Prior to joining the Electroscience Laboratory, he spent 5 years at Honeywell Air Transport Systems, where he designed ASICs for flight and navigation computers for commercial aircraft, and 4 years at Intrinsix where he generated IP blocks for extensible processors and System-on-Chip ASICs for consumer electronics. He was also an independent design consultant for 8 years, working on wireless sensor networks, low power RADAR systems, RFID ASICs, and digital control of multi-channel RF systems. He received a Technical Achievement Award in 2001 for his work on a cycle-accurate ASIC implementation of a full-custom microprocessor.
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Shane SmithDr. Dale Shane Smith earned his BS (2005), MS (2011), and PhD (2013) in Electrical and Computer Engineering from The Ohio State University.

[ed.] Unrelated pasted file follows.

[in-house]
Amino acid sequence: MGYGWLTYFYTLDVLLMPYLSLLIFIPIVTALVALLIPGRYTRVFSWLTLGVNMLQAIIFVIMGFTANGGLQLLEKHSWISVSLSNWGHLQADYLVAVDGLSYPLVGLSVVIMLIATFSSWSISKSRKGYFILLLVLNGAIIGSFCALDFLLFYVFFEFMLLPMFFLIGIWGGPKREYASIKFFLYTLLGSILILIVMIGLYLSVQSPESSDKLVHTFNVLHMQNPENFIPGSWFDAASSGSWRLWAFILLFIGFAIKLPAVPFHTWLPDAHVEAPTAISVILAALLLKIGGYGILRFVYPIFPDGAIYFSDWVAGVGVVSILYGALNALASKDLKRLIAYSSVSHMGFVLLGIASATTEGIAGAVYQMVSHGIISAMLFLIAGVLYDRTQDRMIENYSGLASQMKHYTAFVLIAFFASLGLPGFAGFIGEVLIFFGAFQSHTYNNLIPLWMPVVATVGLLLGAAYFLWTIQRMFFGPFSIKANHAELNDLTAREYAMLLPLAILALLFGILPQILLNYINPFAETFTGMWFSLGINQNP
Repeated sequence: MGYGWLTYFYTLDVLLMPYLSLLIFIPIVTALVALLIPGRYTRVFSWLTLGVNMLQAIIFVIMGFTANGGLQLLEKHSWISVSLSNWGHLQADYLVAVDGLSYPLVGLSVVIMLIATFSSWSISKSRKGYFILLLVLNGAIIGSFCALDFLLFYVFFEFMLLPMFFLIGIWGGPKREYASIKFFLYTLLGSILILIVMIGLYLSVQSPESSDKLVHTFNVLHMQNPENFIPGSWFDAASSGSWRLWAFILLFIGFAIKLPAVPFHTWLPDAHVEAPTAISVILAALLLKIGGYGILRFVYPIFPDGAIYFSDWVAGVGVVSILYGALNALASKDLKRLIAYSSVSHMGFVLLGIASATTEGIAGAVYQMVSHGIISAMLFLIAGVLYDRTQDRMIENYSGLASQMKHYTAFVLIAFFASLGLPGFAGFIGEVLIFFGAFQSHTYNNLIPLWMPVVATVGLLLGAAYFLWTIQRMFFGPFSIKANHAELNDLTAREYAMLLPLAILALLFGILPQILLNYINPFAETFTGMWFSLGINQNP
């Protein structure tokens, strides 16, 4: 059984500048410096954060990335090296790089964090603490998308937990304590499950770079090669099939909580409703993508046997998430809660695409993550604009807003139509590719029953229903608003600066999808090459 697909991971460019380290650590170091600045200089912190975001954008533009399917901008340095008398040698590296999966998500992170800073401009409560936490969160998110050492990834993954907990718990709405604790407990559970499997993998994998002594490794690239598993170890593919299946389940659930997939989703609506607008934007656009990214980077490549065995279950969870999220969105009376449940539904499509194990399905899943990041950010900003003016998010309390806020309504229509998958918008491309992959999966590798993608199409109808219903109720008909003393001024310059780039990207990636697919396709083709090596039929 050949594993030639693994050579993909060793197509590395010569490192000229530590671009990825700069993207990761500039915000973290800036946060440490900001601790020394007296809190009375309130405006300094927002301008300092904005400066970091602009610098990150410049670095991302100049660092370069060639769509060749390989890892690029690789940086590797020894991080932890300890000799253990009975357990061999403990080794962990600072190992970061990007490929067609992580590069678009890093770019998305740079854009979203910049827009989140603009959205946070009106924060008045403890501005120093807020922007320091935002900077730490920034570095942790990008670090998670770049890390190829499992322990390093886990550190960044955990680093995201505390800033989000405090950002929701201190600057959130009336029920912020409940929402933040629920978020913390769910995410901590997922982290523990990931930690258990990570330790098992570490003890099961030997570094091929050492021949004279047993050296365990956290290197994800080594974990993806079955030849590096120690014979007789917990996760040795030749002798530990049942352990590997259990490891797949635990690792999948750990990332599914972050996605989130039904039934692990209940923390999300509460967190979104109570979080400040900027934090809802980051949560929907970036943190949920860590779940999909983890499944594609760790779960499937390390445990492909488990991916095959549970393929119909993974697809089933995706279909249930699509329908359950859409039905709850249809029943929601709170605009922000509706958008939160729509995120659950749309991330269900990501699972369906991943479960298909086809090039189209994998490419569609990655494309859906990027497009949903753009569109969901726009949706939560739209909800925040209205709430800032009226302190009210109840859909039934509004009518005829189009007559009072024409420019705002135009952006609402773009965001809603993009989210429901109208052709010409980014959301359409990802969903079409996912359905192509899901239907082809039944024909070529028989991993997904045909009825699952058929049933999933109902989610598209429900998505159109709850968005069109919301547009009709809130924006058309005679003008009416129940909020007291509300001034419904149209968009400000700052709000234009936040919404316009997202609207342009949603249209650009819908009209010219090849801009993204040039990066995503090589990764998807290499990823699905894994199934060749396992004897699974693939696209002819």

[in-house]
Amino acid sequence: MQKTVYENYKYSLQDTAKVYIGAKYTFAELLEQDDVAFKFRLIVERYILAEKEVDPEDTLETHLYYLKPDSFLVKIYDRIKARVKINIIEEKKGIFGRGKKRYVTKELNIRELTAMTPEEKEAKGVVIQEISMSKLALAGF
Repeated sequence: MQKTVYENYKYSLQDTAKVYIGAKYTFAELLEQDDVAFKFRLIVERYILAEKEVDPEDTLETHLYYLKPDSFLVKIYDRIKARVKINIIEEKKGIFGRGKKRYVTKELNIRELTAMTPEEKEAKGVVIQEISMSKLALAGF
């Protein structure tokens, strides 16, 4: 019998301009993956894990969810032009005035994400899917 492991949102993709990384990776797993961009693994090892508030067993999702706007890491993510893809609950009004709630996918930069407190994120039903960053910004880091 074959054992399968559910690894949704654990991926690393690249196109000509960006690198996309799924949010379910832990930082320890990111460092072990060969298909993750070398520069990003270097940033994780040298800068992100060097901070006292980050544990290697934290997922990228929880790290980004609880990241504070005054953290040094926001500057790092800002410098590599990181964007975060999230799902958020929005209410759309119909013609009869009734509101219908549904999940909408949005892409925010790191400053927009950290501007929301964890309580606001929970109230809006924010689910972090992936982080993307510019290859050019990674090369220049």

Before joining ESL, Shane worked for more than 15 years in the Department of Physics at the Ohio State University designing, producing, and maintaining electronic systems deployed in leading scientific experiments in the U.S. and abroad. As a part of this work, Dr. Smith was involved in a wide range of activities including the design and development of nanometer scale radiation hard mixed signal ASICs, FPGA based data acquisition systems, medical imaging electronics, chemical vapor deposition diamond detectors, and high voltage power supply systems. His publications relating to this research include 11 journal papers and 8 conference papers. His current research interests include radiation hard mixed signal circuits, high reliability integrated circuits, low noise circuits, and high speed and high resolution Analog-to-Digital Converters (ADCs) and Digital-to-Analog Converters (DACs).